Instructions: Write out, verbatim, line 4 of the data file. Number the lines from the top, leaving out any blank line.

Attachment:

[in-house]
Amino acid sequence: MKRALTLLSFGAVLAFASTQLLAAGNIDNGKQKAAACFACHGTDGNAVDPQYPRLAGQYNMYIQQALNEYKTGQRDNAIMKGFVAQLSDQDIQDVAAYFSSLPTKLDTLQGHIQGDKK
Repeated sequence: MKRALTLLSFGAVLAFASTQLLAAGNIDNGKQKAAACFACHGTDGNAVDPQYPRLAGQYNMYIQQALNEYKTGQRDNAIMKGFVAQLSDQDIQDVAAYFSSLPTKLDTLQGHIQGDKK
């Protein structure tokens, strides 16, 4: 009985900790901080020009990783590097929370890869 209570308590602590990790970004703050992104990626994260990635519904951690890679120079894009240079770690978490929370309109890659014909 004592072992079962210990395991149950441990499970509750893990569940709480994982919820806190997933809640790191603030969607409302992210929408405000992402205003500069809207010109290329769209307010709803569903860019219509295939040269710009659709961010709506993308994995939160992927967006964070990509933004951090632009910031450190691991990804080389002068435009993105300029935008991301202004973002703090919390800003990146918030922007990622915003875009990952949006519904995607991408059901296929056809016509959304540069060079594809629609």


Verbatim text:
């Protein structure tokens, strides 16, 4: 009985900790901080020009990783590097929370890869 209570308590602590990790970004703050992104990626994260990635519904951690890679120079894009240079770690978490929370309109890659014909 004592072992079962210990395991149950441990499970509750893990569940709480994982919820806190997933809640790191603030969607409302992210929408405000992402205003500069809207010109290329769209307010709803569903860019219509295939040269710009659709961010709506993308994995939160992927967006964070990509933004951090632009910031450190691991990804080389002068435009993105300029935008991301202004973002703090919390800003990146918030922007990622915003875009990952949006519904995607991408059901296929056809016509959304540069060079594809629609």